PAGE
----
America is nearly at war with Revolutionary France, after that country has been harassing American ships and meddling in our domestic political affairs. Anti-French sentiment is high, but many are vehemently opposed to President Adams’s Alien & Sedition Acts, aimed to deal with internal threats to our security. Federalists consider the measure necessary for security, but Republicans believe it is in place to quell political criticism of the Federalists. War with France looks very likely. The Republicans, traditional fans of France, have begun to cool in their opinion of that country, but they do not want war. High Federalists, believing Britain to be a natural cousin and ally, want war with France. However, Federalist President John Adams and moderate Federalists want peace.
Other major issues are expanded suffrage, Barbary Pirates and the size of the military. Jefferson wants to expand suffrage, attack the pirates, but decrease the size of the military. Adams wants to keep suffrage where it is, pay off the pirates (since they navy is small) and increase the size of the military.
This election differs from later elections in that every candidate is a presidential candidate. Every elector gets two votes to select their #1 and #2 candidate. The man with the most electoral votes after all electors have cast their two ballots becomes president and the man with the second most votes (as long as he’s from a different state than the first place candidate) becomes VP.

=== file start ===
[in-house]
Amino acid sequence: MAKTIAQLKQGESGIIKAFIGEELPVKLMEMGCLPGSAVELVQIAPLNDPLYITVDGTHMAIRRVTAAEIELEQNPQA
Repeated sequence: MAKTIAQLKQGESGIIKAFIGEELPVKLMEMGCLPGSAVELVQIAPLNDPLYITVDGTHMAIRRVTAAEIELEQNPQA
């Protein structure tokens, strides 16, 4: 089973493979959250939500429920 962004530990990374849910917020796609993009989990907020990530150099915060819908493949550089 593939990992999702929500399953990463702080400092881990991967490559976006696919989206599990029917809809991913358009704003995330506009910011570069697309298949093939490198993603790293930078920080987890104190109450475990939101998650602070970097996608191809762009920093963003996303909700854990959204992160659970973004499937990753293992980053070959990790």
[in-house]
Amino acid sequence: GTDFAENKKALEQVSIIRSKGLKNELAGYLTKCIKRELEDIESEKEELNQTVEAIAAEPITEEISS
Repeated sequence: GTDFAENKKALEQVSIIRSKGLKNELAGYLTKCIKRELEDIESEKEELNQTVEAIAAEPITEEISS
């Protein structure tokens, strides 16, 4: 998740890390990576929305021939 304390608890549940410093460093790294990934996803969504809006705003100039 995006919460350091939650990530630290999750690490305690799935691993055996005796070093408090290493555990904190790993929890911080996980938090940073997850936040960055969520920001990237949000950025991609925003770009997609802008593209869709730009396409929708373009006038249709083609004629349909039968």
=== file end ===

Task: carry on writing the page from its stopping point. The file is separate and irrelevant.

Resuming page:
The Federalists select three candidates for the presidency, all moderates: Incumbent President John Adams, South Carolina General Charles Coatesworth Pinckney and former Chief Justice John Jay. The strategy is for Adams to receive one vote from every elector choosing a Federalist candidate and then for those same electors to vote for either Pinckney or Jay. This would give Adams the most votes in his party, and would make him president if he gains more EVs than a Republican candidate.
The Republicans fielded only two candidates, which is problematic, since this means one Republican elector will have to vote for a Federalist in order to prevent a tie between the two Republican candidates. Last election’s nominee, and sitting VP, Thomas Jefferson is the preferred choice for Republicans, while former New York Senator Aaron Burr is the preferred running mate.
This election allow for many what-if scenarios:
- What if more major figures jumped into the election? These include: Federalist leader Alexander Hamilton, financier Robert Morris, elitist Gouverneur Morris, ambassador Rufus King, General Henry Lee, neo-High Federalist Fisher Ames, revolutionary Samuel Adams, Northern Republican leader George Clinton, gerrymandering Elbridge Gerry, Republican Party architect James Madison, conservative Republican James Monroe.